I wanted to share a bit of the new project I'm working on. It doesn't have a title yet, and it hasn't been edited. I hope you enjoy reading it!
Tess would never forget that knock on the door. She had been watching the news about the warehouse fire and calling Michael’s cell phone over and over again. She had pleaded with God that the firefighter who died in the building was not her Michael. Her heart thudded to the floor when she heard that knock. She muted the television, then got up slowly and walked over to the door, all the while praying that it was UPS or Ivan the postal worker, or a Jehovah’s Witness who was there to tell her the good news about her eternal salvation.
But it wasn’t. When she looked through the peephole she saw Jonathan Kraemer, Michael’s fire captain, and two other somber-looking men. She knew then that it had been Michael. He was dead.
She swallowed, wiped her face on her sleeve, and opened the door.
“Mrs. Bello, Tess,” Jonathan said, “May we come in?”
She nodded and stepped back so the men could come into the house.
Jonathan led them into the living room. He had been to the house for dinner several times. He was a great fire captain and Michael had admired him immensely.
Tess followed them and stood still when they turned to face her.
“Tess, I have some very bad news,” Jonathan said. “Michael died responding to the Kenton warehouse fire this morning. I’m so sorry.”
Tess stood staring at Jonathan without moving. She blinked slowly several times as she tries to process what he is telling her. Michael is gone. He was the firefighter who had been caught in the warehouse this morning. She had feared it was him when she saw several of his close friends shouting and attempting to find a route into the building as it burned to the ground. She blinked more quickly to push back tears. She wouldn’t cry in front of Jonathan. She had no idea the identities of the two men who were with him.
“Jonathan, who… who are these people?” she asked finally.
“Tess, why don’t you sit?” he asked.
“No. No, I’m fine,” she said.
Jonathan nodded and gestured to the man to his left. “Tess, this is Pete Gallagher. He’s our chaplain, and this is Anthony Jordan. He’s our family liaison officer.” He stopped talking and looked around. “Where is Kavan?”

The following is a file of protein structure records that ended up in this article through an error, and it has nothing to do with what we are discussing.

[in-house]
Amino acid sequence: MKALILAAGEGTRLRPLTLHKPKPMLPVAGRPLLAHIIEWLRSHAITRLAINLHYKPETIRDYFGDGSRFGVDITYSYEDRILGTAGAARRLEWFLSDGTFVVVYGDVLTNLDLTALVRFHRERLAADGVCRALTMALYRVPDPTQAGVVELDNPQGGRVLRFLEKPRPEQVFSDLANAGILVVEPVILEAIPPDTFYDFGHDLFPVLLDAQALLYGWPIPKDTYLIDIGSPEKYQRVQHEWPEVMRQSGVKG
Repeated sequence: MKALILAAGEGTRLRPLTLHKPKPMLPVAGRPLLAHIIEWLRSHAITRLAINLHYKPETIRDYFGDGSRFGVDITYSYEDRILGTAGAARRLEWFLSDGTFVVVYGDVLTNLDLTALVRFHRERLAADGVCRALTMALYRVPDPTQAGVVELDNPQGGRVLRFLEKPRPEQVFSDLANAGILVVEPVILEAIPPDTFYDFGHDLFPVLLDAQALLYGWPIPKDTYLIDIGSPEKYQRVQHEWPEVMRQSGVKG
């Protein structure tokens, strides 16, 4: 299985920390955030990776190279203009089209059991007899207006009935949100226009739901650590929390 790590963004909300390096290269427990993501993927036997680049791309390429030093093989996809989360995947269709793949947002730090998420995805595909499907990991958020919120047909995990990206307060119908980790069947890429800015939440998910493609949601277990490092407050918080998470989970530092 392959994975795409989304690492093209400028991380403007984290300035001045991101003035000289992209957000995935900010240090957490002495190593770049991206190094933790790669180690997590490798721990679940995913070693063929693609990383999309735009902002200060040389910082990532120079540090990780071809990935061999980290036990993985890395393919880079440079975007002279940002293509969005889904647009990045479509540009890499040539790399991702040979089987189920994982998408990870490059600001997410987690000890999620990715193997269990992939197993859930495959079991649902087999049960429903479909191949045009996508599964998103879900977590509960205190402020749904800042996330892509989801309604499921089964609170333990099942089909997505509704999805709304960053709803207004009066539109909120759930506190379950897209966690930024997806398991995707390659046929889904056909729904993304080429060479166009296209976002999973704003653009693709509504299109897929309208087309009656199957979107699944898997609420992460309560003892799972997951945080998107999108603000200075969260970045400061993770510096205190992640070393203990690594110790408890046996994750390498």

“He’s, uh, he’s at a friend’s house,” Tess said. She sat down on the couch and stared at the muted television, which was still tuned in to the news station. They had switched from footage of the fire to that day’s lottery numbers.
“Would you like Mr. Jordan to drive you to pick him up?” Jonathan asked.
“No,” Tess said. “What time is it?” She looked at the clock on the wall and counted the dots that stood in for numerals. She was always terrible at reading analog clocks. This clock had been Michael’s before they were married, and she had hung it for him in their new, shared condo the week before their wedding. “Eleven thirty. My friend Beth is bringing Kavan home around one.”
“Can we help you notify your family? Is there anyone we can call?” Jonathan asked.
“Um, sure,” Tess said. “Michael’s mother. We never got along.” She unlocked her phone and handed it to him.
Jonathan handed the phone to the man on his right and sat beside her. The man (a Mr. Jordan, was it?) nodded and stepped into the foyer with the phone in hand.
“Mrs. Bello,” Tess said quietly, but she doubted he had heard her.
“Tess, I’m so sorry,” Jonathan said. “Michael was an amazing fire fighter and a great friend. I don’t know what else to say.” He patted her shoulder. She could see that he had tears in his eyes.
She lost control then. She cried and allowed the deep, body-shaking sobs to emanate from the core of her. She didn’t care who these other men were or that they saw her like that. Michael was never coming home. He was never coming home. She no longer had a husband. Kavan no longer had a daddy. They were alone; just the two of them. She stared at the carpet and noticed that Jonathan still smelled a bit like smoke. She used to love that smell because it reminded her of Michael. Now she hated it. She stood up and moved away from the couch.
“I know this is a terrible time, but if you have any questions, Pete would be happy to answer them,” Jonathan said.
“About the afterlife? No,” she said. She tried not to sneer. “Michael didn’t believe in an afterlife. I don’t either.”
“Alright,” Jonathan said. “That’s fine.” He paused and looked at her. “Mr. Jordan is here to answer any questions you have about funeral arrangements or filing for benefits. If you’d like, he can stay with you until Kavan gets home and help you call the rest of your family and friends.”
“No,” she said. “Please leave.” She didn’t bother to keep the edge from her voice.
Jonathan stood up. “If that’s what you want, we’ll go.” He nodded to her, and then leaned down and placed two business cards on the table. “If you have any questions, don’t hesitate to call.” He stepped toward her, but she stepped back, so he stopped.
“I’m so sorry, Mrs. Bello,” he said. He turned and led the other two men out of the room.
Tess watched them go out through the front door, then she picked up the business cards, ripped them up, and went to throw them away in the kitchen recycling bin.She plopped into a dining chair, folded her arms on the table, laid her head down, and cried.